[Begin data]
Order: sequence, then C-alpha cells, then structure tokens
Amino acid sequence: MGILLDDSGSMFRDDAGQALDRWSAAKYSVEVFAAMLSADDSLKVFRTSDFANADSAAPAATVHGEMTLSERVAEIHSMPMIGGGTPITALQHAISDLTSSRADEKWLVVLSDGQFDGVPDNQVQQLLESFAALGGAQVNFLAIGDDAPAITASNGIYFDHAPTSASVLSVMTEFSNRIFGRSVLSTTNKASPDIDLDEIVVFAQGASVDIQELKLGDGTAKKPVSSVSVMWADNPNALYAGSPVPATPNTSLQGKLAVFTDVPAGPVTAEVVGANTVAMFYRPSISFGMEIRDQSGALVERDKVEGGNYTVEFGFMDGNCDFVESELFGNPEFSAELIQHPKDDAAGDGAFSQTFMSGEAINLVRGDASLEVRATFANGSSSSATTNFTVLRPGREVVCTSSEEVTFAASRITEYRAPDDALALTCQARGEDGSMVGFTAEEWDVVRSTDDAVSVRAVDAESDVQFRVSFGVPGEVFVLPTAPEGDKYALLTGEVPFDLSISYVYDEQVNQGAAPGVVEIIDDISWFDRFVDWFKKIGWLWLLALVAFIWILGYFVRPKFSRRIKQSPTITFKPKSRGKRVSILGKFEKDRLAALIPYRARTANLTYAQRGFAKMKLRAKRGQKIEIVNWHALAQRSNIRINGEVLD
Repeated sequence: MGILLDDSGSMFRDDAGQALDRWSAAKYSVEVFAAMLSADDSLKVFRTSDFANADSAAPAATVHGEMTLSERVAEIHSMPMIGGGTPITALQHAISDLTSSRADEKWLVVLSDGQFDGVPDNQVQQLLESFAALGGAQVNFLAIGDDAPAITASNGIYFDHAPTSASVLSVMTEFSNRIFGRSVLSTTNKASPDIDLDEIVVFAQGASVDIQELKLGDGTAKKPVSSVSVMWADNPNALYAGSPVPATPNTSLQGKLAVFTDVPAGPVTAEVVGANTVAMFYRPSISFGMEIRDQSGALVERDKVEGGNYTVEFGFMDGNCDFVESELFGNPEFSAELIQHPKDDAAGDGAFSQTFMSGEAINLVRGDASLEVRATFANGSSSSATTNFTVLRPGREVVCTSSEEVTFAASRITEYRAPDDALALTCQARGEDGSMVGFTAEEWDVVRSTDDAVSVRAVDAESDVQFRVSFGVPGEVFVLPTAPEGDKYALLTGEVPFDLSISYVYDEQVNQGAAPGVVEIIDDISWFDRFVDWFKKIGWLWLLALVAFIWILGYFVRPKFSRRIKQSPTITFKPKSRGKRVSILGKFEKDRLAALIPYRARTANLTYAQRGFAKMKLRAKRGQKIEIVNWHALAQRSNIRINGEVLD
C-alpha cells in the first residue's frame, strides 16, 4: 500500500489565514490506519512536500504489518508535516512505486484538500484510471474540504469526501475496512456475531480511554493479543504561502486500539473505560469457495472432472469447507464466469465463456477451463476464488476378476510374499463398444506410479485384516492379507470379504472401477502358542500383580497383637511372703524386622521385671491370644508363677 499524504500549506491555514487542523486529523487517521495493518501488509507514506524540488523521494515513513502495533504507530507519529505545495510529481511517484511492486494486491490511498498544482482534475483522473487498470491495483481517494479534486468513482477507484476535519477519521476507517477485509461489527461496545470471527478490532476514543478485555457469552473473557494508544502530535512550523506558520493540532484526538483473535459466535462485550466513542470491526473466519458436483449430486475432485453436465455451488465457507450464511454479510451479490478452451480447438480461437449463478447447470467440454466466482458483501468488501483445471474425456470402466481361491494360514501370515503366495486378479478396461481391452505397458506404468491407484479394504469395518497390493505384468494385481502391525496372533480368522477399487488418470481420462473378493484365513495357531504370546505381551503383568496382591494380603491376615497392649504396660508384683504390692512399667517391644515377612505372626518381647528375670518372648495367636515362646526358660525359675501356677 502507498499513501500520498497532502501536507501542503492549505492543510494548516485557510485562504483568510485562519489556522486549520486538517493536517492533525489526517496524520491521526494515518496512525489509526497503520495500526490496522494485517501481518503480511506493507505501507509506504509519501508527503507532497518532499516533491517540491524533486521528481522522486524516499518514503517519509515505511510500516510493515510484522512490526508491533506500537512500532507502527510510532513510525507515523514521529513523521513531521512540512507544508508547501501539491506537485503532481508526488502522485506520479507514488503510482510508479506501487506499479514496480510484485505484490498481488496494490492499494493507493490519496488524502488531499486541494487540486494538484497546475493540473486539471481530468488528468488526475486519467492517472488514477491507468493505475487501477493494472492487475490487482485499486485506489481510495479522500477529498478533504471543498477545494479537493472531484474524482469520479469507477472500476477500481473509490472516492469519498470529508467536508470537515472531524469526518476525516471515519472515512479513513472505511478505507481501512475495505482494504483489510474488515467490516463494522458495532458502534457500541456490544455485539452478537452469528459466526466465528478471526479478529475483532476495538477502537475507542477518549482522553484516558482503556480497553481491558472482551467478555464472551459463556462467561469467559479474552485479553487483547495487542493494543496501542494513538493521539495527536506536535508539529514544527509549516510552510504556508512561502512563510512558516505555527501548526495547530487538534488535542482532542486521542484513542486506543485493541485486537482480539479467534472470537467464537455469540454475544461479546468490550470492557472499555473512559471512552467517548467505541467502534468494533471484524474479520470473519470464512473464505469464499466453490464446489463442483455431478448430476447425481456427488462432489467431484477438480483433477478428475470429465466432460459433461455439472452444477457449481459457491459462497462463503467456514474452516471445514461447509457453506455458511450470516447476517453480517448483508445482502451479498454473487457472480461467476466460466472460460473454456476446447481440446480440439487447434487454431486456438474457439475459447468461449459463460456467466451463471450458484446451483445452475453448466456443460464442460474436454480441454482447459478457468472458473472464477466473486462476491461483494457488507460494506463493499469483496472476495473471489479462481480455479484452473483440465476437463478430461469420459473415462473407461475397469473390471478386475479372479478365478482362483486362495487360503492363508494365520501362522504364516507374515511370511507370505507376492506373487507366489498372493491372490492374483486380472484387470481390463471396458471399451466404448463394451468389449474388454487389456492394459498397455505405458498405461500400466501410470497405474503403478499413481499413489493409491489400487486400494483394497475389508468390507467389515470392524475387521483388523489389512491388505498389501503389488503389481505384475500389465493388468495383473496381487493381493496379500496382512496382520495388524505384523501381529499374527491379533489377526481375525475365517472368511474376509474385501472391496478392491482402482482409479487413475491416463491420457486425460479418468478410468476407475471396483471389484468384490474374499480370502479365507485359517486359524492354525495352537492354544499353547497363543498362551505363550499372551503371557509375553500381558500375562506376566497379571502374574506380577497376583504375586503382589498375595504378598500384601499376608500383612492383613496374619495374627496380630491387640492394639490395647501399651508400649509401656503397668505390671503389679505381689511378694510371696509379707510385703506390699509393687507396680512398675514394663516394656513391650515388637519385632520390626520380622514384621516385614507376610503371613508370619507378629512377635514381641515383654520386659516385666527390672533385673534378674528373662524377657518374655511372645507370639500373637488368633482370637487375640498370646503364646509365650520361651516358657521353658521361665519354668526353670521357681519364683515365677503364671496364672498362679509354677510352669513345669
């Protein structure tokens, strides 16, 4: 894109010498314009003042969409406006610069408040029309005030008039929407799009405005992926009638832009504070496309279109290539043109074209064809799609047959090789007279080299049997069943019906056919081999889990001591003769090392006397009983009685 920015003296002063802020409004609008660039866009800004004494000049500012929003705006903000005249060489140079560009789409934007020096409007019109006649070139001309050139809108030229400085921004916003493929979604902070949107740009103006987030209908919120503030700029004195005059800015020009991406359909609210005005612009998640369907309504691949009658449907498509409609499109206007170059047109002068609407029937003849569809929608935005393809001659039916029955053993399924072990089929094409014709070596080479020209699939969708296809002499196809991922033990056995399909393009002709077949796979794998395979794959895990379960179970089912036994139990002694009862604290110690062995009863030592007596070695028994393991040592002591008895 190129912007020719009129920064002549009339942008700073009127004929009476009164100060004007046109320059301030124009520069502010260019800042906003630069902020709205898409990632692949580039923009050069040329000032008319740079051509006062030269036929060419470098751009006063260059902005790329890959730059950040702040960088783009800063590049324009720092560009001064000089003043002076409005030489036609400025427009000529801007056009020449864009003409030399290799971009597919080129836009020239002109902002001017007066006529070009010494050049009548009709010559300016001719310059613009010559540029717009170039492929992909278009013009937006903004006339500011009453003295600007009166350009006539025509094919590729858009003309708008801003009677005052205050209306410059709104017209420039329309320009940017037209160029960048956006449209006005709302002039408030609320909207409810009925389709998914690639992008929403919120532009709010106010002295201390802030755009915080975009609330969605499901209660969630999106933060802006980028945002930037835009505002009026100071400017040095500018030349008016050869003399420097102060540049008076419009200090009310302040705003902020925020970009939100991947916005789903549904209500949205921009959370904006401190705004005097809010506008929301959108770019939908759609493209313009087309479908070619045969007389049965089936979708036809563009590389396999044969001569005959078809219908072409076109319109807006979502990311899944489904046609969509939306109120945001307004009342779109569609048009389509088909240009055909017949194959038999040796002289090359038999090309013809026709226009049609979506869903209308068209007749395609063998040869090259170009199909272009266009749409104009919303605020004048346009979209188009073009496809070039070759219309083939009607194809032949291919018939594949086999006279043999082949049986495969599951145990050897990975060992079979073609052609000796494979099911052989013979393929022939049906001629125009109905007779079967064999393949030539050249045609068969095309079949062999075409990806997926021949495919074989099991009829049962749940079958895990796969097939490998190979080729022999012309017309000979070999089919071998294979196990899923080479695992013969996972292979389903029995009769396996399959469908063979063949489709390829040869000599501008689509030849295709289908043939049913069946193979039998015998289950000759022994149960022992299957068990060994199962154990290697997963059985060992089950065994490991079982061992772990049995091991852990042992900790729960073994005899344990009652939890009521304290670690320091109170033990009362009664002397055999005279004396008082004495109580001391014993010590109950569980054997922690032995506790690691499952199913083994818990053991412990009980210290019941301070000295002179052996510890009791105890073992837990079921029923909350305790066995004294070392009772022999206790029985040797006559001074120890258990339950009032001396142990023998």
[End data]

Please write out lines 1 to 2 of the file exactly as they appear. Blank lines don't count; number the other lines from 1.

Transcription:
Order: sequence, then C-alpha cells, then structure tokens
Amino acid sequence: MGILLDDSGSMFRDDAGQALDRWSAAKYSVEVFAAMLSADDSLKVFRTSDFANADSAAPAATVHGEMTLSERVAEIHSMPMIGGGTPITALQHAISDLTSSRADEKWLVVLSDGQFDGVPDNQVQQLLESFAALGGAQVNFLAIGDDAPAITASNGIYFDHAPTSASVLSVMTEFSNRIFGRSVLSTTNKASPDIDLDEIVVFAQGASVDIQELKLGDGTAKKPVSSVSVMWADNPNALYAGSPVPATPNTSLQGKLAVFTDVPAGPVTAEVVGANTVAMFYRPSISFGMEIRDQSGALVERDKVEGGNYTVEFGFMDGNCDFVESELFGNPEFSAELIQHPKDDAAGDGAFSQTFMSGEAINLVRGDASLEVRATFANGSSSSATTNFTVLRPGREVVCTSSEEVTFAASRITEYRAPDDALALTCQARGEDGSMVGFTAEEWDVVRSTDDAVSVRAVDAESDVQFRVSFGVPGEVFVLPTAPEGDKYALLTGEVPFDLSISYVYDEQVNQGAAPGVVEIIDDISWFDRFVDWFKKIGWLWLLALVAFIWILGYFVRPKFSRRIKQSPTITFKPKSRGKRVSILGKFEKDRLAALIPYRARTANLTYAQRGFAKMKLRAKRGQKIEIVNWHALAQRSNIRINGEVLD